The UKZN Griot. Citations and Currency
The metrics apostles keep developing more and more quantitative measures to evaluate published work: impact factors, eigen factors, h-indexes, and cited half-life. The emphasis is not also on ‘who reads’. Like with the DHET incentive that rewards quantity rather than significance, we write to be cited, not to be actually read. It’s like a student coming to class to sign the register, rather than to learn anything. The reader, the target or consumer of publication, simply does not exist.
The citation game is rather like cricket, where scores can get into multiple hundreds, in comparison to soccer where scores (goals) rarely breach single figures. In terms of this logic, cricket has higher h-factors than soccer, making soccer look like failure. But soccer, despite the low scores, is the world’s most popular and obscenely well paid sport, even as its players are traded between clubs (like slaves of old); not so cricket, despite its high scores and player rankings, though its international players don’t do too badly.
My point is this: some disciplines can score highly due to the nature of their epistemologies and other disciplines score lowly because the publications (scores) accrue more slowly. With the Humanities, in the latter category, it is the gurus who are cited, usually uncritically like The Bible, but those excluded from gurudom or the closed research community will be ignored. There is no currency in citing or debating the work of an emergent or unknown scholar or a once-off paper written by an MA student as they lack academic value.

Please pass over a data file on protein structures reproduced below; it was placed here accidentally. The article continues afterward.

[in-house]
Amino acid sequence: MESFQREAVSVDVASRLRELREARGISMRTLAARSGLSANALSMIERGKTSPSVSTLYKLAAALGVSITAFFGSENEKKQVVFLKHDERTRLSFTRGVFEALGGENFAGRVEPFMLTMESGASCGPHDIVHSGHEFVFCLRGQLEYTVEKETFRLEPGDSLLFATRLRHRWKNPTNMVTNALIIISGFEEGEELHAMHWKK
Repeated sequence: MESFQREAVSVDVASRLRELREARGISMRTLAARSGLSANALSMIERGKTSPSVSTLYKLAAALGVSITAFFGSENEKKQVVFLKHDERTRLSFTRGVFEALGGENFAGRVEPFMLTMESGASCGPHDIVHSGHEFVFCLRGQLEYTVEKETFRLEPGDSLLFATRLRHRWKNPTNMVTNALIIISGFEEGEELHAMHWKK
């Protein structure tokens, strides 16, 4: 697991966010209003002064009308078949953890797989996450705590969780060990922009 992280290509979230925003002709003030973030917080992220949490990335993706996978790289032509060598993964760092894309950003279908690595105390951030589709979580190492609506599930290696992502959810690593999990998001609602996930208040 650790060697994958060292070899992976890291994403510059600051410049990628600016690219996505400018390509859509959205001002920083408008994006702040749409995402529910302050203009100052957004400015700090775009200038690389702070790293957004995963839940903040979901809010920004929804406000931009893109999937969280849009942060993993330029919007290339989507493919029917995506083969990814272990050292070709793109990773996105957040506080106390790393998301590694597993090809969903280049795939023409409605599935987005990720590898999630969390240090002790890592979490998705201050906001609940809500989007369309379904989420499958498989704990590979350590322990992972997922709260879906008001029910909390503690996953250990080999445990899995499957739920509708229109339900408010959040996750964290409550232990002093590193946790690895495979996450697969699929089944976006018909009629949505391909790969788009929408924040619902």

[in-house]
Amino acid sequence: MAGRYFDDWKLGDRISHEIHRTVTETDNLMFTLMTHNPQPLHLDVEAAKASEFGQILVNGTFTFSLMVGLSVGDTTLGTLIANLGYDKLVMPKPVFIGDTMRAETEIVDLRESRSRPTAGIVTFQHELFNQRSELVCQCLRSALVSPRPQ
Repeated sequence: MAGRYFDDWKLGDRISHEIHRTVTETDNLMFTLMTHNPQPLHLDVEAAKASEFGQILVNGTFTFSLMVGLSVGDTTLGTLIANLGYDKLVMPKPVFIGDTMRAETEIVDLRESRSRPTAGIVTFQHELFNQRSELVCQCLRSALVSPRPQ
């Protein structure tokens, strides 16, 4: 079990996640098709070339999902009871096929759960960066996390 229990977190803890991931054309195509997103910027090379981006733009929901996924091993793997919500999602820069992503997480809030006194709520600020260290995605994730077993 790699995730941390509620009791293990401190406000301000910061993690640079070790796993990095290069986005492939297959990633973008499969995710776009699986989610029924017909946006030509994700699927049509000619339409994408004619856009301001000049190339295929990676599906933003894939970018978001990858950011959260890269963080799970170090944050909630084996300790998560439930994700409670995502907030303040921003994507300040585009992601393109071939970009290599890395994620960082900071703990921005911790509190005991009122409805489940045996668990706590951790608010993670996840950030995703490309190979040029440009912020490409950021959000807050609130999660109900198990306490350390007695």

Thus, does even top notch work not get cited; including the journals in which the work is published?
Some small-minded Humanities scholars punish their rivals by not citing their key works on the same topics. This may occur because of prior conflict, competition, or some other perceived slight. More likely, they don’t want to draw reader attention to more comprehensive, possibly better researched, work on the same topic. Or, they think they might lose their identity. So, they pretend to reinvent the wheel and create the impression of originality. They do not provide a route map for readers of other related work – as is done in the sciences and social sciences – lest they cede originality to the originals. Or, their scope of reading is so myopic that they are unaware of key sources. Or maybe, they just ran out of space and had to delete some entries to fit the page allocation. No matter, the referees are often at fault here for not addressing these lacks.
In the Humanities, gurudum is feted by privileging the name of the source over the object of the sentence, as in ‘Foucault, reading Derrida, responding to Spivak, who draws on Bourdieu, who supped wine with Baudrillard, who once met Castells…’, in explaining something that the author forgot by the end of such a tortuous composition. Ok, I exaggerate a little. This kind of name dropping looks very profound and the author implies that s/he has actually read all the collected works of these scholars. When authors start new paragraphs with the names of sources, this makes for cumbersome writing and laboured reading. And this source-led writing mutes the strength of the argument as the authors, not the argument, become the object of the sentence.